Figures 3(b) and 3(c) report the experimental measurements of the transmission amplitude in the two output polarization states for propagation from left to right and from right to left, respectively, as a function of the input linear-polarization state, namely, the angle of the rotating half-wave plate in Fig. 3(a). For the sake of clarity, we changed the notation of the channels from “${A}$” and “${B}$” (used for the asymmetric mode switch) to “${V}$” and “${H}$” denoting the vertical and horizontal linear polarization states. Considering Fig. 3(b) as an example, the top (bottom) solid curve is the measured transmission amplitude in the vertical (horizontal) linear-polarization channel, whereas the dashed lines are the calculated elements of the transmission matrix for all possible input–output polarization “transformations” (horizontal to vertical, vertical to vertical, horizontal to horizontal, and vertical to horizontal). The plots also show the input and output polarization ellipses. From the results in Figs. 3(b) and 3(c), it is clear that the output polarization state depends only on the propagation direction and not the input polarization: the transmission is much higher in the vertical polarization channel for propagation from left to right [Fig. 3(b)], whereas it is much higher in the horizontal polarization channel from right to left [Fig. 3(c)]. The same behavior is obtained if the input state is not linearly polarized, as we experimentally demonstrated by replacing the rotating half-wave plate in Fig. 3(a) with a rotating quarter-wave plate. The transmission measurements for this case are reported in Figs. 3(d) and 3(e), which further demonstrate that the output state is independent of the input state. All these experimental results show that the proposed device indeed operates as a linear asymmetric omni-polarizer. We also stress that this design is based on an operational mechanism far simpler than any schemes relying on EP encirclements, which require complex *ad hoc* structures and very long propagation lengths [29,31].

Most importantly, our experimental results in Figs. 3(b)–3(e) show that although this device operates as an omni-polarizer, the transmission amplitude is *strongly dependent* on the input state, which is perfectly in line with the performance of the asymmetric mode switch described in Section 3. Considering again Fig. 3(b) as an example, the top solid curve (vertical output) changes by more than 20 dB as the input polarization angle varies, while remaining approximately 20 dB higher than the other solid curve (horizontal output). The color of the top solid curve changes from blue to red to indicate that we go from a situation with horizontal-to-vertical polarization conversion (with high transmission) to a situation with vertical-to-vertical polarization conversion (with much lower transmission, but higher than the vertical-to-horizontal conversion). Thus, as expected, the asymmetric omni-polarizer inherits the same limitations we discussed for the asymmetric mode switch in the previous section. We reiterate that such a large transmission asymmetry is inherent to any linear reciprocal device designed to act as an asymmetric mode switch or omni-polarizer, regardless of whether it is based on an actual EP encirclement or some other scheme, since these limitations originate directly from the reciprocity principle as discussed in Section 2.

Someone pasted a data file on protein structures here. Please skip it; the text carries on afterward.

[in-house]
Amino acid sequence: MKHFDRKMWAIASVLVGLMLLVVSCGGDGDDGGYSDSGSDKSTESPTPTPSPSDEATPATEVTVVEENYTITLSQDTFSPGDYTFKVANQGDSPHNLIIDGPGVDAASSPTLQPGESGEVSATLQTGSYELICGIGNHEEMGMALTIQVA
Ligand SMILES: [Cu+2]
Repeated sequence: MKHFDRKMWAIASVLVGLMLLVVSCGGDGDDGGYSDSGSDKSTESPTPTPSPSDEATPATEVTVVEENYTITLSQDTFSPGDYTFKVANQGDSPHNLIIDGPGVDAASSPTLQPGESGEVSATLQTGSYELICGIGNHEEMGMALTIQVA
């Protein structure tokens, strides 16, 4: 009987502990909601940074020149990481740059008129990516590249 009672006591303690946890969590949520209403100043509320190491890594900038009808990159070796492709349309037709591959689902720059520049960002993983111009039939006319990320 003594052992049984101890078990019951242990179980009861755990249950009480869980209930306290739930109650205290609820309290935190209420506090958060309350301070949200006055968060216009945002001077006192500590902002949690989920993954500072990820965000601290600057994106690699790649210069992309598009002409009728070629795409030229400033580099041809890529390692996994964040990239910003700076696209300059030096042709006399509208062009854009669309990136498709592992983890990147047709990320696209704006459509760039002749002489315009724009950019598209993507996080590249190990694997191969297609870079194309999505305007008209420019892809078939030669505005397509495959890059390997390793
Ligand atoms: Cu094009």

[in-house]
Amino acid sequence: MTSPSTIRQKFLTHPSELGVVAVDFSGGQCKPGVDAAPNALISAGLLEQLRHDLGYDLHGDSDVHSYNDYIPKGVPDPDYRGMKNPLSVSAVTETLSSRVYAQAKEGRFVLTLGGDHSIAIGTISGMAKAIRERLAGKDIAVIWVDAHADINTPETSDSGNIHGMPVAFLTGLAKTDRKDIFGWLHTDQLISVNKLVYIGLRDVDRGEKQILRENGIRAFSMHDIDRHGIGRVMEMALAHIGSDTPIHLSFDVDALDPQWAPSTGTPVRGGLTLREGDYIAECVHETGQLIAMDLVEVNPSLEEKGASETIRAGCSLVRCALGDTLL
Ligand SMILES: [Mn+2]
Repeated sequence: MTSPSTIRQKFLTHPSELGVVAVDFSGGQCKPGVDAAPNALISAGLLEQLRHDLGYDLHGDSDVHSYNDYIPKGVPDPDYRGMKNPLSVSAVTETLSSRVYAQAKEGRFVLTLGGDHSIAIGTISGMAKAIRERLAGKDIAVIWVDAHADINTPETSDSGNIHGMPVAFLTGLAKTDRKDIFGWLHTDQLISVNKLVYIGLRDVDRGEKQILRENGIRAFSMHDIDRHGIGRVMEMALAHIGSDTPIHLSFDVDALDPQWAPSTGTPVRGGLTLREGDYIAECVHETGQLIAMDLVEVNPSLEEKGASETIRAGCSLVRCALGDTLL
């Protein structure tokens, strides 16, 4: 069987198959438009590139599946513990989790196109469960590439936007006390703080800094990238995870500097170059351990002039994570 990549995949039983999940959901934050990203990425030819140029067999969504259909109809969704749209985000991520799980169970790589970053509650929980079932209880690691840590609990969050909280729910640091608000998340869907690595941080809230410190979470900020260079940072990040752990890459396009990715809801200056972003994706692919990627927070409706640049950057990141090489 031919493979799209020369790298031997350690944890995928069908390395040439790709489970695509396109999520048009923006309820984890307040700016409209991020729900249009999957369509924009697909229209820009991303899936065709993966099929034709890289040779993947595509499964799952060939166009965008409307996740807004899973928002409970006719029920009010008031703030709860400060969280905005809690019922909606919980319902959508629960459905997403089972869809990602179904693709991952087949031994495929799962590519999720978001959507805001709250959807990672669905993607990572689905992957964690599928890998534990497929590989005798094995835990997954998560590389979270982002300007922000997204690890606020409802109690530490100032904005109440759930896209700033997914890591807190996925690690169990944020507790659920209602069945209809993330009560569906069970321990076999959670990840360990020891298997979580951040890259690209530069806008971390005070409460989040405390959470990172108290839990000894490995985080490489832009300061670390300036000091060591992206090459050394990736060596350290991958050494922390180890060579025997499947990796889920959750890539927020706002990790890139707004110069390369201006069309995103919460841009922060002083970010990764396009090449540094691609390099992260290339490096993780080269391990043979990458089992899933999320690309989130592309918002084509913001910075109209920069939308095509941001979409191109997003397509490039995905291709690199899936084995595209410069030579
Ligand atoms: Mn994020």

## 5. CONCLUSION

In summary, based on theoretical considerations and experiments, we have shown that at least in optics, the effects of a dynamic EP encirclement on the system’s transmission matrix are essentially indistinguishable from the effects of a signal leakage followed by large gain/loss asymmetry. Two sets of experiments, for an asymmetric mode switch and an asymmetric omni-polarizer, were performed using a small number of standard off-the-shelf optical components, demonstrating the same (or better) performance as actual encirclement schemes. The operation of these systems can be understood with straightforward theoretical considerations without involving the sophisticated theoretical concepts that are usually invoked when describing EP encirclements. Finally, we have shown that due to the inherent asymmetry of the transmission response, the SNR in all the “real” and “emulated” dynamic encirclement schemes is always expected to sharply deteriorate, for at least one of two input states, which, in our view, raises serious questions about the practical applicability of EP encirclement, but perhaps does not entirely preclude some niche applications depending on the specific requirements.

## Funding

National Science Foundation (1741694); Air Force Office of Scientific Research (FA9550-19-1-0043); United States-Israel Binational Science Foundation (2016407).

## Acknowledgment

J. B. K. would like to express deep gratitude to his colleagues Prof. P. Noir and Dr. S. Artois for unwavering support and stimulating discussions.

## Disclosures

The authors declare no conflicts of interest.

## Data Availability

Data underlying the results presented in this paper may be obtained from the authors upon reasonable request.